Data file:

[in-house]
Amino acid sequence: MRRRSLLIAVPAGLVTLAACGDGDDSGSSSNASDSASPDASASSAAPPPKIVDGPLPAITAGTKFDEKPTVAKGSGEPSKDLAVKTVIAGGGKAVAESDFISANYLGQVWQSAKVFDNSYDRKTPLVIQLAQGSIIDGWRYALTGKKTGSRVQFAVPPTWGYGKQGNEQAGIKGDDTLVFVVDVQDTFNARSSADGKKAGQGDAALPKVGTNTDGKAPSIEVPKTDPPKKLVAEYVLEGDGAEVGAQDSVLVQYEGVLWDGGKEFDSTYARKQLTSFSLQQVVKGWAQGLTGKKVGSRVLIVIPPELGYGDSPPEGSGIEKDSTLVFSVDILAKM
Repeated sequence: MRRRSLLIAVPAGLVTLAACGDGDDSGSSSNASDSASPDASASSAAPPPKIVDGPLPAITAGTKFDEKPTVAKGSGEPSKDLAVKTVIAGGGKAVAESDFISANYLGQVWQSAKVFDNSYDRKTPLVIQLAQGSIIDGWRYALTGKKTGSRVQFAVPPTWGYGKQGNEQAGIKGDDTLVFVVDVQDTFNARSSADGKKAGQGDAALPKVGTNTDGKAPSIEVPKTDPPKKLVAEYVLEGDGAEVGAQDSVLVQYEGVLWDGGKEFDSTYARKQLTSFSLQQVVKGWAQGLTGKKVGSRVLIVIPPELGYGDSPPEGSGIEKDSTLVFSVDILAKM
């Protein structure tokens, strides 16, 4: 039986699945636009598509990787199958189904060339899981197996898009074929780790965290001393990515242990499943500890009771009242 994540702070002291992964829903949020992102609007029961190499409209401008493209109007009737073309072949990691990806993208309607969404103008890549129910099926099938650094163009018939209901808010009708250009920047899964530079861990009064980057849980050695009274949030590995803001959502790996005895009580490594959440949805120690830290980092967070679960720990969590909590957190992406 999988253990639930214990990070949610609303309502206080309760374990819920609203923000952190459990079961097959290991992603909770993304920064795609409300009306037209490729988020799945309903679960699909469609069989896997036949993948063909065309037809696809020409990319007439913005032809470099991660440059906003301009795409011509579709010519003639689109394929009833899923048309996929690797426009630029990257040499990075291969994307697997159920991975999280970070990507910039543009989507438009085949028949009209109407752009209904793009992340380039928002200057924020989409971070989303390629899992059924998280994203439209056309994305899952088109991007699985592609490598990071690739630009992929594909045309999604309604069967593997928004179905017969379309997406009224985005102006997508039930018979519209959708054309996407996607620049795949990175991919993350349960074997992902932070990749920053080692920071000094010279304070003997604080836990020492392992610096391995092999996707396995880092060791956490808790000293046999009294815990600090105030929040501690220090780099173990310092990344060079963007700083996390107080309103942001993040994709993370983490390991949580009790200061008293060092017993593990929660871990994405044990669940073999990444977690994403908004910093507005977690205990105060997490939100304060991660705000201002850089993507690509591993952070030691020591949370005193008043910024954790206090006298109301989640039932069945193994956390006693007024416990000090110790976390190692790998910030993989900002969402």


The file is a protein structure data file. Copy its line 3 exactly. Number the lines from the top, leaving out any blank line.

Repeated sequence: MRRRSLLIAVPAGLVTLAACGDGDDSGSSSNASDSASPDASASSAAPPPKIVDGPLPAITAGTKFDEKPTVAKGSGEPSKDLAVKTVIAGGGKAVAESDFISANYLGQVWQSAKVFDNSYDRKTPLVIQLAQGSIIDGWRYALTGKKTGSRVQFAVPPTWGYGKQGNEQAGIKGDDTLVFVVDVQDTFNARSSADGKKAGQGDAALPKVGTNTDGKAPSIEVPKTDPPKKLVAEYVLEGDGAEVGAQDSVLVQYEGVLWDGGKEFDSTYARKQLTSFSLQQVVKGWAQGLTGKKVGSRVLIVIPPELGYGDSPPEGSGIEKDSTLVFSVDILAKM